The Celtics and the Gaul had a god named Ogmios. He is given the credit for creating the Celtic Ogham alphabet. His strongest divine power was his persuasion. It was said that the telling of one short tale and you would be bound to him as a loyal hero warrior for the rest of your life.You’ll notice that the image depicts chains attached from his tongue to his follower’s ears. Metaphorical art of course, but those metaphorical links were stronger than any steel or blood. Ogmios, many anthropologists suggest, was a precursor to Hercules, the father of the Spartans.
Thousands of years before Ogmios there was another god in Sumeria, one of the old ones, named Enlil. He was on of the big three of that time. Enlil (“lord of the wind”) was the storm god and the god of earth and air. He was one of a trio of major gods that included Anu and Ea, the gods of heaven and water. Enlil created language, and written language, and then the nam-sub.
The nam-sub was a magical language, which projected the story written in its form out into the reality of the world. To hear the story, was to experience the story. Nam-sub was used to create Me, which were tablets that had an amazing amount of potential energy. Potential energy that apparently no one except another god named Enki realized.
The Sumerian story about the Me, and the nam-sub was written down and goes something like this:
Once upon a time, there was no snake,
there was no scorpion,
There was no hyena,
there was no lion,
There was no wild dog, no wolf,
There was no fear, no terror,
Man had no rival.
In those days, the land Shubur-Hamazi,
the great land of the me of princeship,
Uri, the land having all that is appropriate,
The land Martu, resting in security,
The whole universe, the people well cared for,
To Enlil in one tongue gave speech.
Then the lord defiant,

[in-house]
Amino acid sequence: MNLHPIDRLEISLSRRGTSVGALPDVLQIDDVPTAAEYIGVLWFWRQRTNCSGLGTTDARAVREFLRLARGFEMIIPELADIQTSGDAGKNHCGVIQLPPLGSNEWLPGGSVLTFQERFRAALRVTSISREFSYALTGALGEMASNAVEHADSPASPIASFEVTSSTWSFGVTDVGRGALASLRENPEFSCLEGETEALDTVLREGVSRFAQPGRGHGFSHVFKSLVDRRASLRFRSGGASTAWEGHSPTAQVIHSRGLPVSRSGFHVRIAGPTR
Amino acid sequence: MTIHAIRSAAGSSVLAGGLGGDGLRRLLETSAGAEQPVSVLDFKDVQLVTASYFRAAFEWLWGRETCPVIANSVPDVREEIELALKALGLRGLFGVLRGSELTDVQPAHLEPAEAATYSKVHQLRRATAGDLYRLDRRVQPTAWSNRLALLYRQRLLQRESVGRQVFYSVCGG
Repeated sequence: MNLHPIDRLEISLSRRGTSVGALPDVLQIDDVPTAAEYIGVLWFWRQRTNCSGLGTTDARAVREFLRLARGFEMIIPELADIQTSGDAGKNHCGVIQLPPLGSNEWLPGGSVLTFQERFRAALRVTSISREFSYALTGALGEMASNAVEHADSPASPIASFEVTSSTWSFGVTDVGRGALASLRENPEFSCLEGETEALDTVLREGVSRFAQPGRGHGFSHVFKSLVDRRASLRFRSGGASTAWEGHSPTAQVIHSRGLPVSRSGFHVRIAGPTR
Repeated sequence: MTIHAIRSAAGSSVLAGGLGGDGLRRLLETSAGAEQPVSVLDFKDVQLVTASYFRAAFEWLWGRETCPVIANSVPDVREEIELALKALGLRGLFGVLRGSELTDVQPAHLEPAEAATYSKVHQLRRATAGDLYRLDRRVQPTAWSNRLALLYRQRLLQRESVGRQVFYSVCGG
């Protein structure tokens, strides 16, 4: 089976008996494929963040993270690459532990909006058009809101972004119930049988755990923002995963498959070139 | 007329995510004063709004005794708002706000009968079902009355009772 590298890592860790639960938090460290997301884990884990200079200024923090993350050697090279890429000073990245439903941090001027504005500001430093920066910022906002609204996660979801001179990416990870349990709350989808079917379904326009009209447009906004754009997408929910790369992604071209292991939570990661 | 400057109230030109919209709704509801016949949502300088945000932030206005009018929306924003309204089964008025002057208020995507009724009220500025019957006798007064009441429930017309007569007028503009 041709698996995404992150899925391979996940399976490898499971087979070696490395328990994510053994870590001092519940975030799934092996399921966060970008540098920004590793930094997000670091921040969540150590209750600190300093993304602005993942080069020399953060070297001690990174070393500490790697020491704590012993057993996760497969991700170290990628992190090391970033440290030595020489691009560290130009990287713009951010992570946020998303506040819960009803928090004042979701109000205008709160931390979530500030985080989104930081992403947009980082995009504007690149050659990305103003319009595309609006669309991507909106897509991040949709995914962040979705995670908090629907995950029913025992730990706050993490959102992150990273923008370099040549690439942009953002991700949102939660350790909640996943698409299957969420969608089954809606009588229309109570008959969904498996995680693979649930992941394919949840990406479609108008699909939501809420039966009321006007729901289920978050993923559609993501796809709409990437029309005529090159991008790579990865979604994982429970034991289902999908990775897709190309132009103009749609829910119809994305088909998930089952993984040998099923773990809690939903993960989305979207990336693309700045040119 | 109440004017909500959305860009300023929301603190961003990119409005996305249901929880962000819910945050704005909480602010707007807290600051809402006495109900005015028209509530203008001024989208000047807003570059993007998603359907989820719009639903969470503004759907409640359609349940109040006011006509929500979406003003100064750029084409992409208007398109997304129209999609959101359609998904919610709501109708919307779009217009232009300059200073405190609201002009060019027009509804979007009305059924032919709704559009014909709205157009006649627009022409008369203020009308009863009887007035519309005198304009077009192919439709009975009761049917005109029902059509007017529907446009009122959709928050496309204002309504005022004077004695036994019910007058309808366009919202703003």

the prince defiant,
the king defiant,
Enki, the lord of abundance,
whose commands are trustworthy,
The lord of wisdom, who scans the land,
The leader of the gods,
The lord of Eridu, endowed with wisdom,
Changed the speech in their mouths,
put contention into it,
Into the speech of man that had been one.
Other than that sounding remarkably similar to the Tower of Babel story, it really has very little in common with the Hebrew tale. Enlil gave to the people one language, and everyone thought that was grand because we could understand each other… really understand what the other was telling us. We could feel what they felt, see what they saw. Then Enki came along and took one look at this and said, “No.”
Enki changed all the languages up and also, it is pointed out, that he added contention. That is to say, from that point on, when I said ‘It was the worst pain I ever felt’, you didn’t understand it as I did. Because we have two different pasts, and all of our definitions are based on our experiences. Also, you might have thought of emotional pain, where I was meaning physical pain.
The result was, the nam-subs no longer worked for everyone in the world. The only ones who kept the one language were the priests, and when Sumer fell, and the priests died, no one knew the language. Sumerian is one of the few truly dead languages in the world. With trade and wars and lovers and writers, languages which grew up near each other tended to swap words, and even if a whole civilization fell, its language would survive through the words of their neighbors. But not so for Sumer. People say Latin is a dead language when nearly half of the vocabulary that make up the English, Spanish, French and Italian languages are directly from Latin.
In our time it’s not difficult to see what Enki saw 5,000 years ago. All of our brains, running the same operating system, with the same programming language? One virus and we all love oatmeal, and only get our news from Sponge Bob.